This paper reports 3 studies comparing thereading and phonological skills of childrenwith Down syndrome (DS) and younger normallydeveloping children of similar reading level.In Study 1, the two groups did not differ insight word or nonword reading, but the childrenwith DS did marginally less well on syllablesegmentation, rhyme and phoneme detectiontasks. Group differences in syllable andphoneme awareness appeared attributable todifferences in verbal ability (BPVS, vocabularyknowledge); however, a significant impairmentin rhyme detection remained in an analysis ofsub-groups equated in vocabulary knowledge. Thedeficit in rhyme observed in DS was replicatedin Studies 2 and 3 using simplified tests ofrhyme judgement, with the majority of childrenwith DS performing at chance on the rhymemeasures. In contrast, the two groups did notdiffer in their ability to detect phonemes inany of the 3 studies and performed above chancein initial phoneme detection and alliterationjudgement tasks, although the identification offinal phonemes was at a much lower level. Correlational analyses indicated a relationshipbetween phonological skills and reading inboth groups. However, for children with DS,letter-sound knowledge did not predict readingwhereas it did for normal controls. It issuggested that children with DS do not possessfull phoneme awareness; although they canidentify initial phonemes in words, they do notunderstand phoneme invariance and may rely lesson phonological skills for reading thancontrols.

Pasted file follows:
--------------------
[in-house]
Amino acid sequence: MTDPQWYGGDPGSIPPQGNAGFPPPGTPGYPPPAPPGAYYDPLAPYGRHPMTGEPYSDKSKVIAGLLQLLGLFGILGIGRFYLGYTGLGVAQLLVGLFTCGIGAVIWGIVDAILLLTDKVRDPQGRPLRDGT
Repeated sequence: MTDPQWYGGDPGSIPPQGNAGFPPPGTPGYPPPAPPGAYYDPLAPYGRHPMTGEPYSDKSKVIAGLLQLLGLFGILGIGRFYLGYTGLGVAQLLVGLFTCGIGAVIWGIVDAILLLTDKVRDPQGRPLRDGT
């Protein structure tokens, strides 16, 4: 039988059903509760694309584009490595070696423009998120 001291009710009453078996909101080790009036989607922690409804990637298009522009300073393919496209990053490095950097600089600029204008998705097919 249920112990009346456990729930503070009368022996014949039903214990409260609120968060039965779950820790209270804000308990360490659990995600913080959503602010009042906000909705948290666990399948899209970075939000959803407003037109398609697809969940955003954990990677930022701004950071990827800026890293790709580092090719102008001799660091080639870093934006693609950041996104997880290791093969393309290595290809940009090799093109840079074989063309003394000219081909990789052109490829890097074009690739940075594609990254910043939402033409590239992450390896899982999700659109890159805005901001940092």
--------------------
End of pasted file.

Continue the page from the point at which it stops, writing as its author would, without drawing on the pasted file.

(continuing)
Reading and Writing – Springer Journals
Published: Oct 13, 2004
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